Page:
“Life Is Funny”
By Priya Joshi
Sometimes, on a sunny, cool winter morning, while I walk around the Angel Fountain in Central Park, I become overwhelmed with sadness. Sometimes, on a beautiful summer afternoon with the most vibrant sunrays that I’ve felt in years streaming down my back, without a care in the world and only happiness ahead, I fall to my knees and cry so hard I have to stop and breathe. It’s just that sometimes, no matter how hard I try, I can’t shake the thought that all of the beauty around me is dwarfed by all of the madness.
I throw up every time I think about it. If you take all of the sick, repugnant, horrifically unspeakable things about society and roll it into a tight, hot mess and try to swallow it, that’s how I feel every time I think about it.
I picture a man on a December day. I picture him walking his dog through a park in Queens, N.Y., the grey winter light reflecting off his eyes and illuminating his smile. I picture him softly saying, “bless you” to a complete stranger as they sneeze into their rabbit fur mittens. I picture him as a child, walking to PS 116, stopping for a moment to give his milk money to the bum on the corner.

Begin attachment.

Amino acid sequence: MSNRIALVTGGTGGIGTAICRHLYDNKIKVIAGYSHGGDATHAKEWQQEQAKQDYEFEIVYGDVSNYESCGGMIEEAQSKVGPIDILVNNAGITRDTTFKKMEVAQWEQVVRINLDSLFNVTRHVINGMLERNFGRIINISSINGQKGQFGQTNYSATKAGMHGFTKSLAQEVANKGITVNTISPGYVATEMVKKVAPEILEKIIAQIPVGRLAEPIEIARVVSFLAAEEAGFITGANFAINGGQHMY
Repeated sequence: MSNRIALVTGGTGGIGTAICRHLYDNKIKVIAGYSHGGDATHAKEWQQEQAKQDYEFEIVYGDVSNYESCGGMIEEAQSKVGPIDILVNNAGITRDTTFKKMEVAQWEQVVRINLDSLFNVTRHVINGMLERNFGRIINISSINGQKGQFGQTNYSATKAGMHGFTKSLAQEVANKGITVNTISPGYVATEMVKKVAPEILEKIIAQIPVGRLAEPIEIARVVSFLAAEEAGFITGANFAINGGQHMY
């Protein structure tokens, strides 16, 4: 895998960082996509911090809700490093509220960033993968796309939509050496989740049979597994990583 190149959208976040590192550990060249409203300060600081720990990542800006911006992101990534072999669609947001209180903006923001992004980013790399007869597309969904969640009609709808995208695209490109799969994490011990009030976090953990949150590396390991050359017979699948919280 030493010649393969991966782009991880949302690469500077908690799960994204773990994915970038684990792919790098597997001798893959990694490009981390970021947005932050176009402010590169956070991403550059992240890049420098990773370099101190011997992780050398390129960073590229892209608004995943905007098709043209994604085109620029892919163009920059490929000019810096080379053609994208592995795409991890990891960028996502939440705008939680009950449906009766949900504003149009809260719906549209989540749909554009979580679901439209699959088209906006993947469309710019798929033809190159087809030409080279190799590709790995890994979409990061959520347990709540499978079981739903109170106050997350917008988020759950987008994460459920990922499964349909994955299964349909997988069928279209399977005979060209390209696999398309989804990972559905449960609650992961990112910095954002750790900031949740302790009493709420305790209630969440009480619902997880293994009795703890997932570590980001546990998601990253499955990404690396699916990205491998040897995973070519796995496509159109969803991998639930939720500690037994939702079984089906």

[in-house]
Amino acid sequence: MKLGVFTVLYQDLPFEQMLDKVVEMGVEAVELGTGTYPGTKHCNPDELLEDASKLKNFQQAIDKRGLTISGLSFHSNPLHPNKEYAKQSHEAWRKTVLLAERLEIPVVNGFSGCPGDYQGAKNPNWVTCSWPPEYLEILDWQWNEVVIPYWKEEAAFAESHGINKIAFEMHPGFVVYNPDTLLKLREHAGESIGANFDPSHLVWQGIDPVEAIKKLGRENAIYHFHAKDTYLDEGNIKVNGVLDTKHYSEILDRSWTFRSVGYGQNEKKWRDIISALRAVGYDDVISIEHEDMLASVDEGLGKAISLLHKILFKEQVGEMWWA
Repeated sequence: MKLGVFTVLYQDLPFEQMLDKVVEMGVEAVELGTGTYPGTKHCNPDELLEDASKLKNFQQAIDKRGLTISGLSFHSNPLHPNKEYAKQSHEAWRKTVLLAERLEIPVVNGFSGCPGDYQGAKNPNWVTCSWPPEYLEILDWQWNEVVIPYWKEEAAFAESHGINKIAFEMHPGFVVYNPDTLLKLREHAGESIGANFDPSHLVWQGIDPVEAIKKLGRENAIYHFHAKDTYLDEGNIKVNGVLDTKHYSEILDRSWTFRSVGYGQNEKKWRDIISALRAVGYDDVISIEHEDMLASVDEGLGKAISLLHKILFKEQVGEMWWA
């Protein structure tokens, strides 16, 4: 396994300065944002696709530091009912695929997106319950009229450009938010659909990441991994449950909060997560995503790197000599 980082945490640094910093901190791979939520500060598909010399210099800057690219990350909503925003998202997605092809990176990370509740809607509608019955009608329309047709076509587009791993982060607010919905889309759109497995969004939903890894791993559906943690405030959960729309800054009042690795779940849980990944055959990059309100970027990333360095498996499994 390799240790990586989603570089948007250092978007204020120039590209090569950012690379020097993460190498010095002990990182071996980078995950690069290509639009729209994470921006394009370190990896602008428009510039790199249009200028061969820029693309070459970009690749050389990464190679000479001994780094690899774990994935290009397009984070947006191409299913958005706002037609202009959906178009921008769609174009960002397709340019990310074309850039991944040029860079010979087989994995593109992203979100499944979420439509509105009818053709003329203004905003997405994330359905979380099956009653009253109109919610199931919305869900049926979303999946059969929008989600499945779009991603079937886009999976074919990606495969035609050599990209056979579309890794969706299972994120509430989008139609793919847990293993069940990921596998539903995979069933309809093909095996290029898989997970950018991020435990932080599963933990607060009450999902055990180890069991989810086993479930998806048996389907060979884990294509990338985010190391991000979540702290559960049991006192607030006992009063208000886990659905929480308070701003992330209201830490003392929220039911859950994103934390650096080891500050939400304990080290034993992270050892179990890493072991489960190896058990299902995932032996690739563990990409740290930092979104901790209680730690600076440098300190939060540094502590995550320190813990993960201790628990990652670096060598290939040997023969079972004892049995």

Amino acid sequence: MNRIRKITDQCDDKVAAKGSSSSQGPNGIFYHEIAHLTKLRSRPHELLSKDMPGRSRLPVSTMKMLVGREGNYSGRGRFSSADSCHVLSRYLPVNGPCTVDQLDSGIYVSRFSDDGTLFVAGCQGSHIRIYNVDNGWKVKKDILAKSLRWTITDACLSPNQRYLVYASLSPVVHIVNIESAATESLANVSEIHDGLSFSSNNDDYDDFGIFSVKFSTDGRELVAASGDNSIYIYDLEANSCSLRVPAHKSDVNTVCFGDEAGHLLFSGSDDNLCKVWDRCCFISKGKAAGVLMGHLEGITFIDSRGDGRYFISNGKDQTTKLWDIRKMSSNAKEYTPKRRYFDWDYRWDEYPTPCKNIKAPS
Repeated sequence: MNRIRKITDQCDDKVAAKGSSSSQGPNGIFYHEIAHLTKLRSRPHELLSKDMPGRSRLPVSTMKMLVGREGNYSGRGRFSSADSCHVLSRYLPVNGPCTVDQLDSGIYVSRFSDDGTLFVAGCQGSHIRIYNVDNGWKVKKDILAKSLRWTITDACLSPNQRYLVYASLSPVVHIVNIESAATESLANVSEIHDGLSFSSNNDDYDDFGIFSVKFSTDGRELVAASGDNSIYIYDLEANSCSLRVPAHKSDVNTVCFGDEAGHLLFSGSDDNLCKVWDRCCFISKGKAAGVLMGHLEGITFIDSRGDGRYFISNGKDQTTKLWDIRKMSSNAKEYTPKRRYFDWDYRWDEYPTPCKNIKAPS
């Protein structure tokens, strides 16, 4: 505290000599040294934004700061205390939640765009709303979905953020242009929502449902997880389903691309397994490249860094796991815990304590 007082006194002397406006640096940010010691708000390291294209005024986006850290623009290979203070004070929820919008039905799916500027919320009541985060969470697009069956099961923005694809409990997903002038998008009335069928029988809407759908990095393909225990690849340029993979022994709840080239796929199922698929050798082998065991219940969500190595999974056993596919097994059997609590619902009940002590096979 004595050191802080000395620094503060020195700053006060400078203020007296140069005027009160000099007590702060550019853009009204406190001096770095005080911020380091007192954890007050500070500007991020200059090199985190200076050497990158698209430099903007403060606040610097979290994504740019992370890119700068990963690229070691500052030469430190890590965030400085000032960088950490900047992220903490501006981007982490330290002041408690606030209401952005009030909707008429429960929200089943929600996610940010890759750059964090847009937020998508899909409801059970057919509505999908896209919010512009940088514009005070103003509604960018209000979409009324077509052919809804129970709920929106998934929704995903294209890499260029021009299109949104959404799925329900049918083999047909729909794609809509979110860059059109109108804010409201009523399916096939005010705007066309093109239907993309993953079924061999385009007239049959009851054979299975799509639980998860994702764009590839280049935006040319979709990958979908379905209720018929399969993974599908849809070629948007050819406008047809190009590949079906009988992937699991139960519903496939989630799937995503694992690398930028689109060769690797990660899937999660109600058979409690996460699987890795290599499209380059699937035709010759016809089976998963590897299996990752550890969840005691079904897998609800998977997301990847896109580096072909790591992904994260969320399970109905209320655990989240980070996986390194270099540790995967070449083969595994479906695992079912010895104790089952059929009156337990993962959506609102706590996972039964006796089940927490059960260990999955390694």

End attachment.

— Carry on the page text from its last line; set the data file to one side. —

This man, this honest, hard-working, caring and contributing member of our society, who is a constant visitor to many Queens neighborhoods, has ruined more lives than he’ll ever know, and it’s all because of me. This working-class, father-of-the-year, giving individual has been a pawn on my chessboard for a decade.
For years this man has set his alarm for 4 a.m., gone out in the cold, rain, sleet in winter, and the unbearable heat in summer to deliver to me, my friends, my cronies, my clients and their mothers our packages of goodies. Never once did this honest, hard-working, caring, working-class father-of-the-year suspect that he was feeding the mouths, veins, noses and causes for each, and every sick addiction you could imagine.
Never once did he think as he drove his delivery truck that these simple, small brown packages he delivered to the sweet, young couple on 36th street contained enough morphine to kill a horse. Never once did it cross his mind that the innocent, always friendly residents of 45th Street and 30th Avenue were truly the ghouls and goblins that he spent his life trying not to become.
The funny thing is, no matter how many times a day you shower, and no matter how many good deeds you do, or how many sneezing strangers you give a sincere “bless you” to, you can never completely wash your hands clean of the scum from the underbelly of what we call our Great American Society. No matter how many anti-war protests you attend, people still die. No matter how many drug-addled youths sober up, there is still a kid passed out on the cold tile in a halfway house with a syringe a quarter of the way into his vein.
The funny thing about life is -- ignorance is bliss after all.
Priya Joshi won Honorable Mention in the 2008 Mortimer Levitt Essay Contest for Marymount Manhattan College students.